I originally posted the following as a comment to an article written by Neal Rantoul, titled, “A Disturbing Trend“. It’s probably best to read the article first… I’ll wait.
Here’s my comment:
An interesting read for photographers (and others). For the most part I agree with him. I am a poet, a writer, and a photographer and as such most of my images tell stories. However, I don’t pretend to insist that any photograph tells only one story. Each viewer connects the image to his/her own perceptions and memories and together they create their own stories, their own relationships. If I have to explain it, then I’ve failed.
Having said that, there’s still an overarching idea that photography must be representational. Computers allow us to create images that were impossible in an analog world. I remember Robert Bateman saying (of one of his abstract works), “It’s a painting. It’s not a painting of anything. It’s a painting.” Digital images allow us to create works that are abstract or non-representational as well.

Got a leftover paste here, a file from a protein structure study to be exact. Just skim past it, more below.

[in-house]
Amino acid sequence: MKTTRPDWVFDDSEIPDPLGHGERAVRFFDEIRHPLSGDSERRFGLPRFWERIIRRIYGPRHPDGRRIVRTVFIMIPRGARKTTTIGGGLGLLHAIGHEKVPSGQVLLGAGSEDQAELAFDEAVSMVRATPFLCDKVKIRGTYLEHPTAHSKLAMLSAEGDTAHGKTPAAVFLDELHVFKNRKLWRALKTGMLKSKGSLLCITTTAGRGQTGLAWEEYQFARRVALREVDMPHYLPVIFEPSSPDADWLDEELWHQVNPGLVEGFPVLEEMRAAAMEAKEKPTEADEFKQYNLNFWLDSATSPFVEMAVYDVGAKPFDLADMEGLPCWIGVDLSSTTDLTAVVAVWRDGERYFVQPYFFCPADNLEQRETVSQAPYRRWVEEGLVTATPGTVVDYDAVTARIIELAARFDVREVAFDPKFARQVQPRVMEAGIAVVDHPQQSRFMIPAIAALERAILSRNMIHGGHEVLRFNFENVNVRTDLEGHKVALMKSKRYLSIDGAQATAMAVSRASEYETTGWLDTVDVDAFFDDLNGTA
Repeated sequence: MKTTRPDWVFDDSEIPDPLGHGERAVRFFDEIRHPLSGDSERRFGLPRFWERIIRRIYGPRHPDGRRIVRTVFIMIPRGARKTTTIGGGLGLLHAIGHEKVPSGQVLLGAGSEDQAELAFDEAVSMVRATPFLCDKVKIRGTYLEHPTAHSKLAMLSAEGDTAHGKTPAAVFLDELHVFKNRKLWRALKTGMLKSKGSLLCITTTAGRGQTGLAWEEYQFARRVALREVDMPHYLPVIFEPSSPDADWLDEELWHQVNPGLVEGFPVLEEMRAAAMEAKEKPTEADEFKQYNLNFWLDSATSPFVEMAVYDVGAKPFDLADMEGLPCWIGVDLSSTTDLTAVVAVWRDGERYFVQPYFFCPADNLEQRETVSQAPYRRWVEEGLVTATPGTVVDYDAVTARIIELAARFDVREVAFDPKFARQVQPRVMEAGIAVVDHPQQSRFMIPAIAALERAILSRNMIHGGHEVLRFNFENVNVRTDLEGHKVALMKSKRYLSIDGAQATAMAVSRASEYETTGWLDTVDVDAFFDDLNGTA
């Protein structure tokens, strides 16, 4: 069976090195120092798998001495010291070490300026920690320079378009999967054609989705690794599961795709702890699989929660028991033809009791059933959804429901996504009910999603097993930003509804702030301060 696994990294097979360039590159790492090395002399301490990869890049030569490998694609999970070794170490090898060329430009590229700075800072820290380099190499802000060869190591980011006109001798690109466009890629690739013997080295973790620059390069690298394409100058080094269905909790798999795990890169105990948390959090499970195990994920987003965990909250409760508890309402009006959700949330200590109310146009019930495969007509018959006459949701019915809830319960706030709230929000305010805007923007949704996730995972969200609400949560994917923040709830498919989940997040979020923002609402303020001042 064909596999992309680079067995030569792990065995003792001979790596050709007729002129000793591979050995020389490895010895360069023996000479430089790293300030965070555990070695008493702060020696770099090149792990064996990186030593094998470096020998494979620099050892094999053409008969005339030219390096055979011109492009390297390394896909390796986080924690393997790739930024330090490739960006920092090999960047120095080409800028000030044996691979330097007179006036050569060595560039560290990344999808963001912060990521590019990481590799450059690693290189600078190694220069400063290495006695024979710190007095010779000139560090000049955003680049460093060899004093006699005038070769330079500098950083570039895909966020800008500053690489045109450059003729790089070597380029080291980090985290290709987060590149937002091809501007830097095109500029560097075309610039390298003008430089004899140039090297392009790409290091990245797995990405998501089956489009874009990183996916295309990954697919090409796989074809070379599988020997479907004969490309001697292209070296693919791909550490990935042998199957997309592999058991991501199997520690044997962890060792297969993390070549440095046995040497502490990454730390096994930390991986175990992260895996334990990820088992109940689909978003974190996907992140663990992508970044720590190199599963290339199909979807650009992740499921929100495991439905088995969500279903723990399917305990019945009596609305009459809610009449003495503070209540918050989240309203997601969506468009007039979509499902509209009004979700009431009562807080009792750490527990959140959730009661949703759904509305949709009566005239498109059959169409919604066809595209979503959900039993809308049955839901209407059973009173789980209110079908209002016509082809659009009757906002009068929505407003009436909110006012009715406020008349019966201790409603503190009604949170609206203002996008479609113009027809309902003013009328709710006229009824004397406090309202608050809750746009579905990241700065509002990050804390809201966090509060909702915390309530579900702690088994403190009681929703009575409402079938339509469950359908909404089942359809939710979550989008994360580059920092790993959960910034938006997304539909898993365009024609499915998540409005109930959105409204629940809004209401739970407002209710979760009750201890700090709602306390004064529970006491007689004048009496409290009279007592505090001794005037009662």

I think we need to loosen our hold on definitions like photograph, image, digital art… For example, if I make 40 images at +1/0/-1 EV and combine those 120 images into an HDR panorama then push it around a bit in post-processing (like the image below) – is it still a photograph?
Two photographers whose work I admire are John Paul Caponigro and Stephen Johnson. Elizabeth Carmel is another. They all do landscape photography, and yet their styles are all very different. Each is using similar tools, yet they’re wielding them in their own ways. Photography begins with vision.
Okay, that’s it. Now go out and make some photographs!